"compressor": {

    "polyfills": "none"


NOTE: Unlike the other settings described above, this setting is part of the "compressor" which is the internal component that includes the polyfills.


In addition to newly standard JavaScript API's, Closure Compiler uses special internal functions in its transpiler. While these pieces are not technically polyfills, they are injected in the same way. To include only these pieces and none of the JavaScript API's, do the following:

"compressor": {

    "polyfills": "syntax"


This setting is appropriate for transpiled applications that want to save some space by not including implementations of new ES6+ methods. For example, an implementation of Promise will be included, however, Ext JS already has its own.

Generally this will produce the smallest amount of extra code to support ES6+ syntax.


Closure Compiler has logic to determine what polyfills are needed and include only those pieces. To enable this mode, use:

"compressor": {

    "polyfills": "auto"


Typically this will include a bit more code than the "syntax" level.


While the "auto" polyfill mode is tempting, JavaScript's dynamic nature can theoretically result in uses of ES6 methods escaping detection. To be as safe as possible, all polyfills can be included like so:

"compressor": {

    "polyfills": "all"


While this includes the more code compared to "auto" and "syntax", it is the safest mode for applications that make heavy use of new ES6 methods. This is also a good way to go when dynamically loading packages that may need polyfills not required for the application.

What's New in Sencha Cmd 6.5.1

Sencha Cmd 6.5.1 helps you to create optimal builds for large web applications. It includes the following key features:

Minimum Build for Dynamically Loaded Packages

In Ext JS 6.5.0, the build output for applications that used the new dynamic package loader included all framework classes. That was because the dynamically loaded packages were built separately and their framework dependencies were not known to the application.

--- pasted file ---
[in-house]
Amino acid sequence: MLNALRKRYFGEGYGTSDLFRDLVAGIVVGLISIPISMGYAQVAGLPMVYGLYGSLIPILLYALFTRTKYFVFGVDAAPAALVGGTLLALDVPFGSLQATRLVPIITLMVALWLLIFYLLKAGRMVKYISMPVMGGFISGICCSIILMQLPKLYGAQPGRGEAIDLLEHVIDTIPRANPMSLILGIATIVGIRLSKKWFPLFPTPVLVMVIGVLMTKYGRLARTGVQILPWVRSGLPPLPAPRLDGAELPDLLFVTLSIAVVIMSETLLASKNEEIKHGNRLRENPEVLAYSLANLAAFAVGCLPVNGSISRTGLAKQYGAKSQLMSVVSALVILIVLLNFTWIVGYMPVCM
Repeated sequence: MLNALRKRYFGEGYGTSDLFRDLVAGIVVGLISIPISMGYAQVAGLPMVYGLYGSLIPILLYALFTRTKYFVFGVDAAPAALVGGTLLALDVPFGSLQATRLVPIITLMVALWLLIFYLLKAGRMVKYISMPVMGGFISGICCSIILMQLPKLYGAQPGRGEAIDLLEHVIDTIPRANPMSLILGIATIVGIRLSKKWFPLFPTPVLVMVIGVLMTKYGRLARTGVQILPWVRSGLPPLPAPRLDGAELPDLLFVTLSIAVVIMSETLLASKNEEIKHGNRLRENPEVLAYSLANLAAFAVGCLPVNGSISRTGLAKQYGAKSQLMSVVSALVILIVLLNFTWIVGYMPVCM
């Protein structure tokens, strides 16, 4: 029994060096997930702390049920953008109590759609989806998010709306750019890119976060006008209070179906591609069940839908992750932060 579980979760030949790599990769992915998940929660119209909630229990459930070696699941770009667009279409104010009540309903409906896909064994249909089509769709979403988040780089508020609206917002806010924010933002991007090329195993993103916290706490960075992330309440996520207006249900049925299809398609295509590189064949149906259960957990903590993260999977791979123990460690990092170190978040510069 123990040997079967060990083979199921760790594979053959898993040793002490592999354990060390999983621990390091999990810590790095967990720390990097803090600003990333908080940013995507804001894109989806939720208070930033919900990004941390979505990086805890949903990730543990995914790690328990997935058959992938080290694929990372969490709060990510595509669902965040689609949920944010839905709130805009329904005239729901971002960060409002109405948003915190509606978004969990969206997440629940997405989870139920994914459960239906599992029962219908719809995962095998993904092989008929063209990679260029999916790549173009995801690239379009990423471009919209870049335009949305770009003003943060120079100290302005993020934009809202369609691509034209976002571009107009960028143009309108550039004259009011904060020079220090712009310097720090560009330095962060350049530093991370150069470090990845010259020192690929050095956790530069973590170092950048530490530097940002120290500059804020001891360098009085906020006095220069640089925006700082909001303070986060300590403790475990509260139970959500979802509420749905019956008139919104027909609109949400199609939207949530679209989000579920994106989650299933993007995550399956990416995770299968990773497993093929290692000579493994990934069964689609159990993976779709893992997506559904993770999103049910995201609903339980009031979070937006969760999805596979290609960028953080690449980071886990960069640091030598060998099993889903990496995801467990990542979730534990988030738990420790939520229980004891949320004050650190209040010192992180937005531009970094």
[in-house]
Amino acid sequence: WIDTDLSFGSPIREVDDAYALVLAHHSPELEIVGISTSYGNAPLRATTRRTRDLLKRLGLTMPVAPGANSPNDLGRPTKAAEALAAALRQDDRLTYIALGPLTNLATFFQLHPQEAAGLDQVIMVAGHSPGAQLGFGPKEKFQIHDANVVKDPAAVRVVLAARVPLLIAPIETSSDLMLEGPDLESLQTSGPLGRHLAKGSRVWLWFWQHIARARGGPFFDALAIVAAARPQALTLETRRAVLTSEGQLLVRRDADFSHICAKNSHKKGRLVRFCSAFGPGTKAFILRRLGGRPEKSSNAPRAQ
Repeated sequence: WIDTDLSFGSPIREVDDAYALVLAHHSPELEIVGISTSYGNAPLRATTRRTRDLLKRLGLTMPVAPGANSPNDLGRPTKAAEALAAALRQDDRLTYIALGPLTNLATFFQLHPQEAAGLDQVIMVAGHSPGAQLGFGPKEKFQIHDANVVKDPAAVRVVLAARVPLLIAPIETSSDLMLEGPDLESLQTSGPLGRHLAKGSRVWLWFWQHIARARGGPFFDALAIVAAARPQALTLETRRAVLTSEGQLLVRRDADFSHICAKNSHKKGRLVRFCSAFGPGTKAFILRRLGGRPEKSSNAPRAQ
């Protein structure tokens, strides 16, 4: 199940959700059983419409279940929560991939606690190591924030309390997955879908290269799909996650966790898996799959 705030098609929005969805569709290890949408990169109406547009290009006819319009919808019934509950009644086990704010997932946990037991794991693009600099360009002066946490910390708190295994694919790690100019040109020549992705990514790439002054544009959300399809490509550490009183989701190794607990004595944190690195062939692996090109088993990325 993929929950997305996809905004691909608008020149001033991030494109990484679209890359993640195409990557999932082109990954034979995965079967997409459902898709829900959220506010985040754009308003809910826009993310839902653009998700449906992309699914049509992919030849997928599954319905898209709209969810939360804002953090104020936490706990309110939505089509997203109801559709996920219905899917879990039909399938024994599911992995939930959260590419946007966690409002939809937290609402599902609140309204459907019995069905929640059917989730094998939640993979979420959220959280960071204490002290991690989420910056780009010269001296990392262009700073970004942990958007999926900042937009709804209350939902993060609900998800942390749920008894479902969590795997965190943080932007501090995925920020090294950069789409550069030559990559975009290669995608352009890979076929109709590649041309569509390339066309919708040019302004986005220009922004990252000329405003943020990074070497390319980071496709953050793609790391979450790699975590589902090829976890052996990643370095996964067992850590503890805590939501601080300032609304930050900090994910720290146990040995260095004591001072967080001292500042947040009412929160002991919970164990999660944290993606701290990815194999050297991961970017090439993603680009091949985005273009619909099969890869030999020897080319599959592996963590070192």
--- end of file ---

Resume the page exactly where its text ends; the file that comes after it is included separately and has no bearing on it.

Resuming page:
With Ext JS 6.5.1, the class requirements of dynamic packages can be passed to the application build and allow it to include only those classes needed, as shown below:

"output": {
    "js": {
        "filter": "minimum"   

The alternate filter options are “all” which includes all code from required packages, and “used” (the default behavior in 6.5.0) which includes all code from packages that are required by the app and any package that it uses.

Manually Exclude Classes from Build

You can now manually exclude class names from the build. This is helpful for removing code that is detected by the Sencha Cmd auto dependency scanner, but is not actually used by your application. For example:

"js": {
    "exclude": [

What's New in Sencha Cmd 6.5


Sencha Cmd 6.5 has several major and minor features and enhancements that will help streamline your development process and take advantage of the latest web technologies and get the most out of Ext JS 6.5.

ECMAScript 2015 (or ES6)

With Sencha Cmd 6.5 you can write code using arrow functions, the let keyword, object de-structuring and pretty much all the cool new features in ES6. Sencha Cmd will compile your code to run everywhere. This translation is called a "transpiler" and under the covers, Sencha Cmd uses Google's Closure Compiler to transpile your code.

Cmd also leverages all the poly-fills provided by Closure so you can also use those fancy new Array methods and not worry which browsers support them.

There are cases where you won't need all that transpiling. Maybe you’re targeting Electron or you only support modern browsers that have all these features. You can disable the transpiler and still use the Sencha Cmd code compressor against your native ES6 code. Just a tweak to the app.json file and say goodbye to the transpiler and its polyfills:

"output": {
    "js": {
        "version": "ES6"

Dynamic Package Loading

Sencha Cmd has supported the concept of packages for several years and large-scale applications often leverage packages to encapsulate classes, styling, and resources. Sencha Cmd then builds all of these pieces into your application. Now, you can use these packages in a whole new way – dynamically.

If you’re using packages today, you would see them in your app.json "requires" array:

requires: [

To switch to dynamic loading, simply move some or all of these into the "uses" array and add a new package to "requires":

requires: [
uses: [